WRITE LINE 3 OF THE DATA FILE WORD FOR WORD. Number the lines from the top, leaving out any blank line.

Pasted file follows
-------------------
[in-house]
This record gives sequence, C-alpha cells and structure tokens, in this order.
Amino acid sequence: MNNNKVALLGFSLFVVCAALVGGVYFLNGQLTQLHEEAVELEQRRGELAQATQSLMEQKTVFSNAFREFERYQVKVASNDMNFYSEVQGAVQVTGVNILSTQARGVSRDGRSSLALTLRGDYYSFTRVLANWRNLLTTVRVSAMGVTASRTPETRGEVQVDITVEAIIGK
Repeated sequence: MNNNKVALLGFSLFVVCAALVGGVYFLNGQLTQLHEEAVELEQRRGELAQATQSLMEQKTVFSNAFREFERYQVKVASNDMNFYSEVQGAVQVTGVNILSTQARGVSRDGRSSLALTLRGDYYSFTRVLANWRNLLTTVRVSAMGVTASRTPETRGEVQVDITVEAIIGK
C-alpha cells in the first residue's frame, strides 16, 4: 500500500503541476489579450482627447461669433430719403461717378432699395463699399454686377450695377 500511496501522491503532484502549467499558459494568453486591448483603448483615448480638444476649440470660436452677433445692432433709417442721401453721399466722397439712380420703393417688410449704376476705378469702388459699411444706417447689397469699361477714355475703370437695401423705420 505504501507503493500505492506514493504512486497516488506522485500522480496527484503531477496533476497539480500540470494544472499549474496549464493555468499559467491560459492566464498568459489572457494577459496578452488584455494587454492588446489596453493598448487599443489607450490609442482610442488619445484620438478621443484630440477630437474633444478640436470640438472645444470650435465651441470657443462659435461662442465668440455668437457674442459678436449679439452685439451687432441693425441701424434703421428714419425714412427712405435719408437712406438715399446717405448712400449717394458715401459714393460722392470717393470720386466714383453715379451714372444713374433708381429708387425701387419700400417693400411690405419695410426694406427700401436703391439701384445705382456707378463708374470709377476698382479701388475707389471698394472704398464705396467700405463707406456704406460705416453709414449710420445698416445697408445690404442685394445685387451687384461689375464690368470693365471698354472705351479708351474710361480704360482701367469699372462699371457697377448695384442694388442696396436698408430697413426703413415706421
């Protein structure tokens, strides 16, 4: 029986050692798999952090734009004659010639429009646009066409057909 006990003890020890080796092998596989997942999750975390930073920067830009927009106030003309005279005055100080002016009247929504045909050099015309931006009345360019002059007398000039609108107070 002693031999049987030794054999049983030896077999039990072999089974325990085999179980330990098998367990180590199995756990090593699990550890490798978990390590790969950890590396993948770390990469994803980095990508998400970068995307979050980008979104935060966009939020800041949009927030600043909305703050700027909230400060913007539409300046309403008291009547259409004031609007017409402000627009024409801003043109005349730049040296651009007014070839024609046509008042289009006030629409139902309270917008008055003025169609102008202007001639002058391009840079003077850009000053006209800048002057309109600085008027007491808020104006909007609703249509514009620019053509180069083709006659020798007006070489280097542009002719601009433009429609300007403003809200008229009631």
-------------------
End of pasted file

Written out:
Amino acid sequence: MNNNKVALLGFSLFVVCAALVGGVYFLNGQLTQLHEEAVELEQRRGELAQATQSLMEQKTVFSNAFREFERYQVKVASNDMNFYSEVQGAVQVTGVNILSTQARGVSRDGRSSLALTLRGDYYSFTRVLANWRNLLTTVRVSAMGVTASRTPETRGEVQVDITVEAIIGK